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Where have all the “brave” men gone?

It’s not every day something occurs that leads you to question your very own principles, let alone leads you to question the principles of your fellow man – and I do mean man.  However when The New Yorker reported on several allegations of sexual harassment and assault by Hollywood film producer Harvey Weinstein, that moment arrived for me.

By now I assume all are aware of the multitude of allegations levelled at the disgraced producer. Allegations ranging from his apparent fixation with interviewing actresses in his bathrobe to two separate accusations of rape have rightly dominated the press over the last few weeks. Like many others, the testimonies of these “brave women” – emphasis on their bravery, I’ll come back to that in a bit – left me feeling disgusted and suddenly very angry.

How could events like these occur in today’s society? I immediately wanted to sit down and rattle off an article condemning the actions of a predator, if only to add my voice to that of the majority of people who have watched these events unfold and have reacted with dismay and anger.

It was only when I took pause to think that I began to ask myself, “Why am I so angry?” Why this time? It took me a while to realise the reason I was so shocked was the simple and worrying fact that somewhere deep down, a part of me still thought that events such as these didn’t widely occur anymore. That while, yes, I’d heard stories in the past, I still believed that, on the whole, we were past this as a society. Maybe what was waking me up was that this case was about the film industry, one I have always had a great fondness for. Whatever it was, I was suddenly taking a cold hard look at my own beliefs.

A study undertaken by Pew Research Centre found that while 63% of women believe there continue to be major obstacles for women as a result of sexism, only 41% of men feel the same way. But does even this smaller percentage really feel that?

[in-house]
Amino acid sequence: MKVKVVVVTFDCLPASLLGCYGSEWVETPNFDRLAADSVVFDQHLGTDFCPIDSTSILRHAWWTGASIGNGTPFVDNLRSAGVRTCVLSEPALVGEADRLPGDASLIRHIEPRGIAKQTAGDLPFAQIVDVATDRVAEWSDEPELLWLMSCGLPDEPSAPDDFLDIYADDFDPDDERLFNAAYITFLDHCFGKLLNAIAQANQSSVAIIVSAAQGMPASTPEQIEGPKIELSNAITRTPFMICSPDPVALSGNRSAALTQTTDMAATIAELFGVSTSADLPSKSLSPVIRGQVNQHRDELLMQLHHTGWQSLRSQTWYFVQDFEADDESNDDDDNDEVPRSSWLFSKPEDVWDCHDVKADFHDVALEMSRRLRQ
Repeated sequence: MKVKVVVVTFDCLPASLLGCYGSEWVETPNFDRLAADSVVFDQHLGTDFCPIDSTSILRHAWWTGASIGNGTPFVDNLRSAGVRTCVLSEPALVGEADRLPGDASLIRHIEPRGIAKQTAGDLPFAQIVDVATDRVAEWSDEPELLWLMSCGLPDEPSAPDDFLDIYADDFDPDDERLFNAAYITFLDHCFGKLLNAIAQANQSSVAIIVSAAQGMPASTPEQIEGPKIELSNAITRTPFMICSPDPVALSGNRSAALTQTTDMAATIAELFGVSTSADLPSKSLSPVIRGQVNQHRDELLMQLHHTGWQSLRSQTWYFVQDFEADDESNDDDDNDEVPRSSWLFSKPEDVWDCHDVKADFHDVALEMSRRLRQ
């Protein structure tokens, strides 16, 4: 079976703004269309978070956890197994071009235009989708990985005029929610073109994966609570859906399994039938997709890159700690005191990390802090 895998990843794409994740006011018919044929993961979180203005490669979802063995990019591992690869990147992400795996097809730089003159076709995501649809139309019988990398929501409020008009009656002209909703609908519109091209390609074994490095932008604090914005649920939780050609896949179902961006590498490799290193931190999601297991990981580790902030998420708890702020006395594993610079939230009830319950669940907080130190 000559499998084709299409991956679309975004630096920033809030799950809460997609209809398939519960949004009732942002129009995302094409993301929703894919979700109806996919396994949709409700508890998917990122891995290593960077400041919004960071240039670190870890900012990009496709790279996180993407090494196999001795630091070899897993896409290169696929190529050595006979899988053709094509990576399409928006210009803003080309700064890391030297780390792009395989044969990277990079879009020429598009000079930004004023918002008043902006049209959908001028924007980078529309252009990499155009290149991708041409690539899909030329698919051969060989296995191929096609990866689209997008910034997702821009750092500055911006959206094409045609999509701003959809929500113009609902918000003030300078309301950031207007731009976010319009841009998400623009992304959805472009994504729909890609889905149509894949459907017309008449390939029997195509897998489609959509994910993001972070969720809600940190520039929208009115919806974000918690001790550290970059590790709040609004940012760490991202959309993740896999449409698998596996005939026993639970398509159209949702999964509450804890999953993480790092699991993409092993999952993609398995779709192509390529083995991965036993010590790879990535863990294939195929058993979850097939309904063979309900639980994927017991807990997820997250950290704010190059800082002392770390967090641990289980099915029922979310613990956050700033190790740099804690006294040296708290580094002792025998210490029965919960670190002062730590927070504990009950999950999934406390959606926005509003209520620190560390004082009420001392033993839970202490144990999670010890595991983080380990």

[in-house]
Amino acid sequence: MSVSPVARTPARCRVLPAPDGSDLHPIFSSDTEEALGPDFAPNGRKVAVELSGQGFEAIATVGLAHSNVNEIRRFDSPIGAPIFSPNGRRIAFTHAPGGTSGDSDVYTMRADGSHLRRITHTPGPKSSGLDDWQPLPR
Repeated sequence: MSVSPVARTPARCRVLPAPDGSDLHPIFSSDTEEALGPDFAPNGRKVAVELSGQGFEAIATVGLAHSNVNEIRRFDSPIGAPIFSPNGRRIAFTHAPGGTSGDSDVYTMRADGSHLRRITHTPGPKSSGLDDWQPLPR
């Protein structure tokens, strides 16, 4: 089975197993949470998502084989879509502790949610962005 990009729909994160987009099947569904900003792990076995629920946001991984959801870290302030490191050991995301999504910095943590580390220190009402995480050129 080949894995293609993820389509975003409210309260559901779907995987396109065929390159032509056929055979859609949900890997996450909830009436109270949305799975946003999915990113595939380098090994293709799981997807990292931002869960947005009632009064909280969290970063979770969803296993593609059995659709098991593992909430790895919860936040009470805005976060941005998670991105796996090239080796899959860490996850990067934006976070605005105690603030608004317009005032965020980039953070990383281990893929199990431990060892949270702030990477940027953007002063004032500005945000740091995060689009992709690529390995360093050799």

Let me clarify: when asked “Does sexism still exist in modern society?” I have always and continue to answer “Of course!”. It’s always seemed the rational and correct answer. I have heard stories from many women about their own experiences with sexism and have never had reason to doubt them. I, therefore, would have always placed myself in that 41% of men who agree that sexism still poses an issue.

However, while I proudly place myself within this group, this may not be the complete truth. While this is hard to admit, and I have simply ignored it in the past, there has always been a whisper in the back of my head, saying: “Perhaps, just perhaps, it’s not as bad as people say?” And, “Surely, society has finally overcome these issues in the 21st century?”

I reasoned that I’ve never experienced sexism; I like to think that I have never knowingly been sexist, and I have been lucky enough to grow up in a section of society that has always seemed very fair. So, if I have not witnessed this so-called sexism, the whispering voice says, can it really be as bad as people claim?

To be faced suddenly with a story that describes a leading producer in a multi-million-pound industry forcing women to feel his genitalia and widely using his power to silence women about his abuse is certainly enough for any lingering doubts to crumble swiftly. Suddenly you are faced with the reality. that these events still exist and they are nowhere near as rare as you once thought. That’s more than enough to make you angry, I assure you.

If this was the first realisation I came to as a result of the allegations against Harvey Weinstein, the second rapidly followed. As soon as I had expelled any doubts about the existence of sexism in modern society it was as if someone had removed a veil from my eyes. I’ve never experienced sexism? Of course I have.

I’ve been witness to sexist behaviour throughout my life. Whether it be throwaway comments made about women on a night out that do nothing but objectify them. Or a casual joke told in passing: “UGG boots…more like slut wellies”. Maybe that time on a sport social when we had to run up to the members of the women’s team and proclaim “deal” or “no deal” after only a quick glance up and down (an activity slightly ameliorated by the women responding with their own version; our gleeful smirks quickly replaced by embarrassed skyward squints).